Effects of Diet and Disease on Renal Oxylipins and Related Enzymes in the Han:SPRD-Cy rat Model of Cystic Kidney Disease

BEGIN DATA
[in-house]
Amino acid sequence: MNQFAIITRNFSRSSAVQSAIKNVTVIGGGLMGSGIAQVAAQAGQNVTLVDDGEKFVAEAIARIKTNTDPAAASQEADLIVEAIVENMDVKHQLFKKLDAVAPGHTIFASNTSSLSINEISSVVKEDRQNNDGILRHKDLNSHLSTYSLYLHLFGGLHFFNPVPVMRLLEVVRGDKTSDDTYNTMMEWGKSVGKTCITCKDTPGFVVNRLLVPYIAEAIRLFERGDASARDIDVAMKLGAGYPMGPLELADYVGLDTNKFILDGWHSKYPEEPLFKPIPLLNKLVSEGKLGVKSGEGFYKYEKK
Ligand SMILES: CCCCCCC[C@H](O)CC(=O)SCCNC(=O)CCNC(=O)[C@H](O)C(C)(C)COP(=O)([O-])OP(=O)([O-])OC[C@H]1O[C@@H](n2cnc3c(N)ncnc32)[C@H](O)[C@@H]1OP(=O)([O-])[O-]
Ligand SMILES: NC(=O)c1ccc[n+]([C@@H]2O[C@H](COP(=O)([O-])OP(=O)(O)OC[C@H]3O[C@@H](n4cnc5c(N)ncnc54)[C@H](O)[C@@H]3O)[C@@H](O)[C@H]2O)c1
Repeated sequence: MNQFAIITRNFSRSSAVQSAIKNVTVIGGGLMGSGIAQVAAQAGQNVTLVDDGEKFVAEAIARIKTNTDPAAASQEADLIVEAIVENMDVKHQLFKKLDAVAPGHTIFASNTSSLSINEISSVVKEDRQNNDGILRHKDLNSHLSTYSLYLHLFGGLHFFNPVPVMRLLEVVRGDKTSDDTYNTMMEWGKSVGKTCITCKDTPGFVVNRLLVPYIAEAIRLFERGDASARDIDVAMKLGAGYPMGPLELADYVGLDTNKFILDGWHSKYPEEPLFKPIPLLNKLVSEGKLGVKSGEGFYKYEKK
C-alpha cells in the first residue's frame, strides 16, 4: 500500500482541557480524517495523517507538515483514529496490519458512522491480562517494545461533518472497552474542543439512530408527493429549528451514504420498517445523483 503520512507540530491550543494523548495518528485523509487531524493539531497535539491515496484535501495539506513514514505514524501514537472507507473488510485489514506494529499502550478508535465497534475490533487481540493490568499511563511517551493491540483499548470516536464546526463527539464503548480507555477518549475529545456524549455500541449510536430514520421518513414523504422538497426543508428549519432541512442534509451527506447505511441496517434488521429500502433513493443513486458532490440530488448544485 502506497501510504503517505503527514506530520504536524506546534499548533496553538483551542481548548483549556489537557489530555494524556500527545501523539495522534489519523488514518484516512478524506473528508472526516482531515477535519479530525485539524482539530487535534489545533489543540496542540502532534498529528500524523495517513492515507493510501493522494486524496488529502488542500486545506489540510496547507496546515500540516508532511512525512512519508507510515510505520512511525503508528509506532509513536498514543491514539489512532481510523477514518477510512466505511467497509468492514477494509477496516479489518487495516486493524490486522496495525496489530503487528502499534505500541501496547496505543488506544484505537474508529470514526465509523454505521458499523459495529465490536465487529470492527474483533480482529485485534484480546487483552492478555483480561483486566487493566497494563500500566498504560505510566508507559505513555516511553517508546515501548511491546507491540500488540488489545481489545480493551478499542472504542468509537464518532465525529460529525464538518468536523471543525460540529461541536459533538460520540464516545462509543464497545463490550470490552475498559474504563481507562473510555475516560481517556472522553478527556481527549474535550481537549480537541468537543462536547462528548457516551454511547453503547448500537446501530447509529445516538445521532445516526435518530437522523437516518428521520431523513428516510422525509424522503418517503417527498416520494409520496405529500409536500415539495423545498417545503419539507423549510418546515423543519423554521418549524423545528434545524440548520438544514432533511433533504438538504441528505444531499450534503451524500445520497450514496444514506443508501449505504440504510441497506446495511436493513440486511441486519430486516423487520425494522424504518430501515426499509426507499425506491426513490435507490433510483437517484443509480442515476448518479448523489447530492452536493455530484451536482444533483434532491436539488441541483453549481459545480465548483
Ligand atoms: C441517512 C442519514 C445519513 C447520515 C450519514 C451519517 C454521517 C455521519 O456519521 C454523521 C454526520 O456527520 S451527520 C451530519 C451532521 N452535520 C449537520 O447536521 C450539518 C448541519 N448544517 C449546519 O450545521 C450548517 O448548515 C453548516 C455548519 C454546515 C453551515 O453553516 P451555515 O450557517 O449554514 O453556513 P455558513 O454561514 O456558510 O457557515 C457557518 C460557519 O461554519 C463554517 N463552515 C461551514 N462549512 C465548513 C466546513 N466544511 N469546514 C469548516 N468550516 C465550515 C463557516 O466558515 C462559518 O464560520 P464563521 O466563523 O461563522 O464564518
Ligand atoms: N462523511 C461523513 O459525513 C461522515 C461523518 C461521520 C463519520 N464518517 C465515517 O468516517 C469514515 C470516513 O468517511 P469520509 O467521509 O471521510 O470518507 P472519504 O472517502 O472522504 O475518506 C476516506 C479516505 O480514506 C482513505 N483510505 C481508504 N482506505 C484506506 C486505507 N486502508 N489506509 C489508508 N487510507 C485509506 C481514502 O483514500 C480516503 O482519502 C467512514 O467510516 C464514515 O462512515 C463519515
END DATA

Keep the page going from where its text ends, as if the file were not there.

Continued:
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Selective inhibition of cyclooxygenase (COX) derived oxylipins reduces disease progression in the Han:SPRD-Cy rat model of cystic kidney disease, but the roles of lipoxygenase (LOX) and cytochrome P450 (CYP) derived products in this disease are not known. Dietary soy protein (SP), fish oil (FO) and flax oil (FXO) are beneficial in retarding renal disease progression in this and other models of cystic kidney disease and can alter renal oxylipin production through different mechanisms. The general objectives of this thesis were to: 1) investigate the effects of disease on renal oxylipin levels (produced from the three enzymatic pathways); 2) investigate the synergistic and additive effects of combining dietary SP with FO or FXO on disease progression, renal fatty acid composition, and renal oxylipin levels; 3) compare the effects of COX and LOX inhibitors on oxylipin levels and disease progression, in the Han:SPRD-Cy rat model of cystic kidney disease. Our research demonstrates that COX oxylipins are elevated and n-6 derived LOX metabolites are reduced in diseased kidneys in this model of cystic kidney disease. N-3 polyunsaturated fatty acid (PUFA) derived LOX oxylipins, including those derived from alpha-linolenic acid (ALA) and docosahexaenoic acid (DHA) were also lower in diseased kidneys, as were CYP derived oxylipins. The beneficial effect of SP on disease was associated with amelioration of several oxylipin alterations in parallel with a reduction in kidney disease progression, improvement in kidney function and blood pressure. However, adding dietary FO or FXO to the SP diet improved some but worsened other oxylipin alterations and did not provide further disease protection. Since both COX1 and COX2 activities are elevated in diseased kidneys, the effect of aspirin was examined; this treatment slowed disease progression and the decline in kidney function. On the other hand, inhibiting the LOX pathway had no effects on disease. Thus interventions that specifically inhibit COX while maintaining LOX and CYP may be more effective than general oxylipin inhibitors in slowing disease in this renal disorder.